Difference between sound quality while in a DAW vs. when compressed and exported

#1
Forgive the lengthy title, and hopefully this is something relatively new for this forum. I have been recording music for about a year or so, but one thing that has always sort of bothered me was the difference in sound quality between mixing a track (most of mine consist of a large number of tracks as well) and the actual quality when it is exported. I expect some difference, but the degree is often staggering (for better and for worse). This is particularly an issue with bass instruments. For example, I will mix it "properly" and be able to hear the bass clearly in a mix; then upon exporting I find I can hardly hear it at all, and through the same sound source no less.

Can anyone help me in understanding why this is? And more importantly, how to counteract this so I can mix more properly?
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#2
Have you tried adjusting the latency?
edit.
I have encountered something similar in the past. The pitch was slightly higher in the recording after transferring it from my laptop to the PC. This only happened on a couple songs but I couldnt figure it out. Recently I adjusted the latency because I noticed it was higher than it should be. I havnt had trouble since but Im wondering if the transfer from laptop to PC may have had something to do with it. (since I had to compress the file)
Last edited by dopelope at May 4, 2011,
#3
What DAW are you using? Sounds like something is really going wrong. How are you exporting too? What settings are in place when you do export?
#4
What file-type are you exporting to, and what settings for that filetype? Sounds like a conversion issue, though some things are inevitable depending on the codec used.
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#5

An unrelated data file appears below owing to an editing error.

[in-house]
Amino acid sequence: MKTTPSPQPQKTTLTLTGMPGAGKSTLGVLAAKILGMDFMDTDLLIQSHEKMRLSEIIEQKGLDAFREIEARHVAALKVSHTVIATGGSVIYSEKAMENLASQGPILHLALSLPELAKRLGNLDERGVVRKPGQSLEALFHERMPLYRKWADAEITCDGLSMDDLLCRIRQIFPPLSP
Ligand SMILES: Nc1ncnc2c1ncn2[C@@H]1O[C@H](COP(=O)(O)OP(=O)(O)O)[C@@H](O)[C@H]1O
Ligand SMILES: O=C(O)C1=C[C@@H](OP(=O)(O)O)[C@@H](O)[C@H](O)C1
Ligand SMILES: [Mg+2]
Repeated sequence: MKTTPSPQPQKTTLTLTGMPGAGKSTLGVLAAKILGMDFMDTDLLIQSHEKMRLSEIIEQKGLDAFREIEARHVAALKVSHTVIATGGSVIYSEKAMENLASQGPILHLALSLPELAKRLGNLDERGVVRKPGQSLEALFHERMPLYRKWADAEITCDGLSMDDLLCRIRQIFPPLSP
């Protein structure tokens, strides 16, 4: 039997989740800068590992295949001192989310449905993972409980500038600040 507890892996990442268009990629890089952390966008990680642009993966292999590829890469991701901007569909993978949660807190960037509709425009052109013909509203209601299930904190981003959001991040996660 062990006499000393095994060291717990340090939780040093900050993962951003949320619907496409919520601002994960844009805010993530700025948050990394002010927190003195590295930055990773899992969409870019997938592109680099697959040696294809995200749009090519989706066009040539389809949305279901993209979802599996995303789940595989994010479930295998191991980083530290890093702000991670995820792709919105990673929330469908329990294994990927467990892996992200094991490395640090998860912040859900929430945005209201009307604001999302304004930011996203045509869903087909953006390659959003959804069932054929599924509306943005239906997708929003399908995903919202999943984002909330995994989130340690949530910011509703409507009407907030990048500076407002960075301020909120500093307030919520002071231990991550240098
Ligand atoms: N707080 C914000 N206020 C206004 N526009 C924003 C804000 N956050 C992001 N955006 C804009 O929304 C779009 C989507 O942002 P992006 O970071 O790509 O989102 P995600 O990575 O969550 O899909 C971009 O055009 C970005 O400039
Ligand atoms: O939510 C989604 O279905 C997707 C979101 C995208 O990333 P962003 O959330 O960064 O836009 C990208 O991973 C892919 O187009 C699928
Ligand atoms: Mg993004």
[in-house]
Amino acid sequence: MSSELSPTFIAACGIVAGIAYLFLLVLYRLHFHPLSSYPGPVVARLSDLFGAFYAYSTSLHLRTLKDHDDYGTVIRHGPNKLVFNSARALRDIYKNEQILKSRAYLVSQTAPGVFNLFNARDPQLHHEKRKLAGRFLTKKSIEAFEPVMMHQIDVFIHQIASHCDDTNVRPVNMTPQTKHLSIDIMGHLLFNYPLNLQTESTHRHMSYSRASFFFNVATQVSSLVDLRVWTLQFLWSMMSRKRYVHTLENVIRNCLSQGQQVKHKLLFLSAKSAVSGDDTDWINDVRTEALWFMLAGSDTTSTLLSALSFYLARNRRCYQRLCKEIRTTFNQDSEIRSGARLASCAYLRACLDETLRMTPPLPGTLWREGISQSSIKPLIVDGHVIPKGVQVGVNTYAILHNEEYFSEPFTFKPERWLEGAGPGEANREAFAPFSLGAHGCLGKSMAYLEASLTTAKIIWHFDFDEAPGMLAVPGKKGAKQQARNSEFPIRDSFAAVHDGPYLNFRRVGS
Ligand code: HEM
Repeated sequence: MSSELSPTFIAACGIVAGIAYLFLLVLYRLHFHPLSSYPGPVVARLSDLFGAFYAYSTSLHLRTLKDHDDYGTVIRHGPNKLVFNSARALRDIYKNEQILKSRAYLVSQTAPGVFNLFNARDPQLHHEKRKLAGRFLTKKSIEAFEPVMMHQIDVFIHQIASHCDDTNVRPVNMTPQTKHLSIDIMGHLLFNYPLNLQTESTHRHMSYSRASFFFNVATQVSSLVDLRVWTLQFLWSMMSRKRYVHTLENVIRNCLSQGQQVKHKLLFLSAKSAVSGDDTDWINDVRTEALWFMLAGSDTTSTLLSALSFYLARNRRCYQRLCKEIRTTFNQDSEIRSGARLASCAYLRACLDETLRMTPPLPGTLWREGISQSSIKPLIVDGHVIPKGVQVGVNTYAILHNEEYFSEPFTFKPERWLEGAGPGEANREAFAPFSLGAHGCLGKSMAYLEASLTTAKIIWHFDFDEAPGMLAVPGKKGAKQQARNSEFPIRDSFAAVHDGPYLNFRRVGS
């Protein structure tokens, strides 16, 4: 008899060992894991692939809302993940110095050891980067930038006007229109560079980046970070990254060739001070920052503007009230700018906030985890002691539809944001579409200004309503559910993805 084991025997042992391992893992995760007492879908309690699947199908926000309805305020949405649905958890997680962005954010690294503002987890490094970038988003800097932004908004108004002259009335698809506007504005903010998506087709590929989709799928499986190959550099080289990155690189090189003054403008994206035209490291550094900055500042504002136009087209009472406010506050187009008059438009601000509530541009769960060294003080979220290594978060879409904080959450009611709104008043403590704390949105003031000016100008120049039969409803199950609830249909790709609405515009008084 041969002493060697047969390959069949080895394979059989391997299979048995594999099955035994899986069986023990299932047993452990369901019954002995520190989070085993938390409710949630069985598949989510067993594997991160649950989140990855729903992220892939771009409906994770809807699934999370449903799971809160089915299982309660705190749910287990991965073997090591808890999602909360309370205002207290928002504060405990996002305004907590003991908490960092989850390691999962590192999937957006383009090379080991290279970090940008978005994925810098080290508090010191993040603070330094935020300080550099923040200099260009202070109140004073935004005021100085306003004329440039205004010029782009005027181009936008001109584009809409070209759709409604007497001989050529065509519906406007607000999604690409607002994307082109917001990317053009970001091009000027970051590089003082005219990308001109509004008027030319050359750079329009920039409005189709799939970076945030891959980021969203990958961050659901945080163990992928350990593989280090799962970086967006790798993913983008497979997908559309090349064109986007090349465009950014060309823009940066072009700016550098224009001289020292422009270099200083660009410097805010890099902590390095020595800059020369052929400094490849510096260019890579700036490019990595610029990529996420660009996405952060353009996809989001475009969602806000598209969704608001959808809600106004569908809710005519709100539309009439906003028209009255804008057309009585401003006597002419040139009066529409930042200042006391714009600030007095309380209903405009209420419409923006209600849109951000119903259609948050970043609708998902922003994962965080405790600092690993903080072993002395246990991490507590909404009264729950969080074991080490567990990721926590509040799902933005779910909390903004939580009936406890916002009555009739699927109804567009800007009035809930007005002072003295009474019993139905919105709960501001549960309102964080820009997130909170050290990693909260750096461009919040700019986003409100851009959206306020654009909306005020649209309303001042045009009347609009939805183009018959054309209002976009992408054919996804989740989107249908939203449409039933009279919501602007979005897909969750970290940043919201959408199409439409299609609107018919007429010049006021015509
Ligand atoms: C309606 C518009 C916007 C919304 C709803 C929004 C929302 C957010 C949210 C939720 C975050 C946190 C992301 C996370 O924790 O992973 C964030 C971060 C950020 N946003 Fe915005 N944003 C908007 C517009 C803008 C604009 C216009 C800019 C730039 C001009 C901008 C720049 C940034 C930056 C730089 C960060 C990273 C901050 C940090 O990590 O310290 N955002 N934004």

I use Reaper as my DAW (primarily) and typically I export to .wav files.

-dopelope- thanks for the response, but the issue isn't related to switching from a laptop to PC; as I only use my laptop for this purpose. I'm not sure that even makes sense if your using the same listening source for mixing then checking the sound quality of the compressed file. For example, I generally use headphones for both and when the difference is drastic I find it difficult to explain.

As far as settings for exporting within Reaper, I basically left them the "standard" way they came. 44100 Hz sample rate, stereo. I presume this is accurate?
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#6
Quote by Ulalume
I use Reaper as my DAW (primarily) and typically I export to .wav files.

-dopelope- thanks for the response, but the issue isn't related to switching from a laptop to PC; as I only use my laptop for this purpose. I'm not sure that even makes sense if your using the same listening source for mixing then checking the sound quality of the compressed file. For example, I generally use headphones for both and when the difference is drastic I find it difficult to explain.

As far as settings for exporting within Reaper, I basically left them the "standard" way they came. 44100 Hz sample rate, stereo. I presume this is accurate?

What about bit-depth? Did you record in 24-Bit and then stepdown to 16-Bit Redbook CD Standard? I'm not too familiar with Reaper, so don't know how good it's dithering is etc. but that's one potential cause. Did you use any form of dithering engine if that was the case? (Logic 8 has 3 dithering options in addition to no dithering, for example).

Also, what are you playing back the .wav with? It's possible your music playback program (iTunes, Windows Media Player) has an EQ active (or automatically alters the audio) and perhaps it is being altered by something relating to that program?
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#7
There is one dithering option, but I've never used it. This is mostly because I am not sure what that is. Also, I recorded 24-bit and export 24-bit. I just didn't switch anything around in the export menu, as I presume that it would be the best given my inexperience.

And I play the .wav in Itunes, but there is no active EQ I am aware of.
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#8
If you're not doing any compression, which it appears you aren't if you aren't down-sampling, you shouldn't hear any difference between playing back your session and listening to the mix. Are you monitoring through your interface (if you have one) and then listening through your computer's soundcard to hear the bounced mix?

Also, are you sure you're not running some busses on that session that aren't routed to mixdown to the 2-track?